The National Library of Israel’s new building was designed by the Basel architect firm Herzog & de Meuron. (photo ©Herzog & de Meuron)
Come March, and in advance of Israel’s 75th Independence Day, the People of the Book will have an iconic shrine worthy of their literary legacy, promises Oren Weinberg, the chief executive officer of the National Library of Israel, making him the chief librarian of the Jewish people.
All of the NLI’s collection of more than 6,000,000 rare volumes, manuscripts, incunabula, books and miscellaneous printed material has been transferred from the current building on the Hebrew University of Jerusalem’s Givat Ram campus. Their new home, 500 metres distant, is the 45,000-square-metre venue located at the northwest corner of Ruppin Road and Kaplan Boulevard in the Ben-Gurion government precinct, between the Knesset and the Israel Museum.
“Construction of the new National Library of Israel complex is nearing completion,” Weinberg told a recent press conference. “Over the past year, the new building has emerged as a stunning addition to the Jerusalem cityscape, already recognized as a major Jerusalem landmark.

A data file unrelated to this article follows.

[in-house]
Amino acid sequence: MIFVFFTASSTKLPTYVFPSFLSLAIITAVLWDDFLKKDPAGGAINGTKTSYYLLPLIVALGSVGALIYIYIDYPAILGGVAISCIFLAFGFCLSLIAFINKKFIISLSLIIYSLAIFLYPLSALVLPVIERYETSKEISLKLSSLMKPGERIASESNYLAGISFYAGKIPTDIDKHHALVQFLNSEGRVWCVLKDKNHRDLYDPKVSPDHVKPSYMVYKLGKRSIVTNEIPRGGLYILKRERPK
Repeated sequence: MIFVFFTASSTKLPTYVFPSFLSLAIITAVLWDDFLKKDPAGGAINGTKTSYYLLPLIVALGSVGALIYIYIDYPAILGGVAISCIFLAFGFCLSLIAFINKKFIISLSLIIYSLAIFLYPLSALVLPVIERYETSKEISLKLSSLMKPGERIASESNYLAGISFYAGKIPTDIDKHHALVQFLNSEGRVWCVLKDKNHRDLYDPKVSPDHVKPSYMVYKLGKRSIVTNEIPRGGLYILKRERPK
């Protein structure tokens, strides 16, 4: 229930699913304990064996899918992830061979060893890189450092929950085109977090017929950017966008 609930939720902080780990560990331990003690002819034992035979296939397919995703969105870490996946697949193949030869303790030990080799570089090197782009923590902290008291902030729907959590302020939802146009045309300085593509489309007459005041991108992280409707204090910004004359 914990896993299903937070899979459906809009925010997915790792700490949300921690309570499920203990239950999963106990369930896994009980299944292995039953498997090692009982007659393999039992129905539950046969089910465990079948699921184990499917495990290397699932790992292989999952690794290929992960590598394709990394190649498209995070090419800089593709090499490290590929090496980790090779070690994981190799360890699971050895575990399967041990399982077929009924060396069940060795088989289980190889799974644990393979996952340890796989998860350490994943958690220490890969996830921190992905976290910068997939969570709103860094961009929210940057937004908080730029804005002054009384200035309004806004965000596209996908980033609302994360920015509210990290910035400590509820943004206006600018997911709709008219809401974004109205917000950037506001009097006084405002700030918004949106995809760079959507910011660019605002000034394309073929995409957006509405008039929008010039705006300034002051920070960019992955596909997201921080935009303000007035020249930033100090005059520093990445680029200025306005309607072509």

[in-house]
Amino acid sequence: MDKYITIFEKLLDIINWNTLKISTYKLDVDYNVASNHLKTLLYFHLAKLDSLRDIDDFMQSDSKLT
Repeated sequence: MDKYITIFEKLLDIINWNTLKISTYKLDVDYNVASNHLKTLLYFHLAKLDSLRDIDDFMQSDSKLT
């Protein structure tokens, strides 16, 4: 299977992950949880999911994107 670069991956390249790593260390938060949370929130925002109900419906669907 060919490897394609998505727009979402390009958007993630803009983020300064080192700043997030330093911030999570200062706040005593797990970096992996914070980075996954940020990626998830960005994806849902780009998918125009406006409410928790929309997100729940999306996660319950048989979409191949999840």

“The building reflects the library’s transformative renewal from the secluded environment of a university campus to a stunning physical manifestation of our central value: opening access to the National Library of Israel’s treasures to broad and diverse audiences from Israel and around the world.”
Weinberg told a recent explanatory session for the NLI’s core group of readers and researchers that, while boxing, moving and unpacking 33,000 books daily is a daunting logistical challenge, he and his team are proud they were able to do so without disrupting service to the institution’s many thousands of daily readers. The transfer of the books was finished in December. Now, a high-tech array is protecting the invaluable collection from fire, water damage and theft. Apart from reference material, most of the books are housed in the four basement levels. The six floors above ground serve the public.
With palpable excitement, Weinberg displayed photos of the construction progress of his $200 million baby, now in its final phase, funded by the Rothschild family’s Yad Hanadiv and the Gottesman Fund of New York.
The NLI was designed by the Basel architect firm Herzog & de Meuron. If that name is familiar, it’s because the Swiss architects are renowned for their bird nest stadium that graced Beijing’s 2008 Olympics. Their Jerusalem library is certain to be an equally recognizable instant landmark. Located on an irregular plot, the architects designed a modern interpretation of a triangular flatiron building surrounded by a lush garden.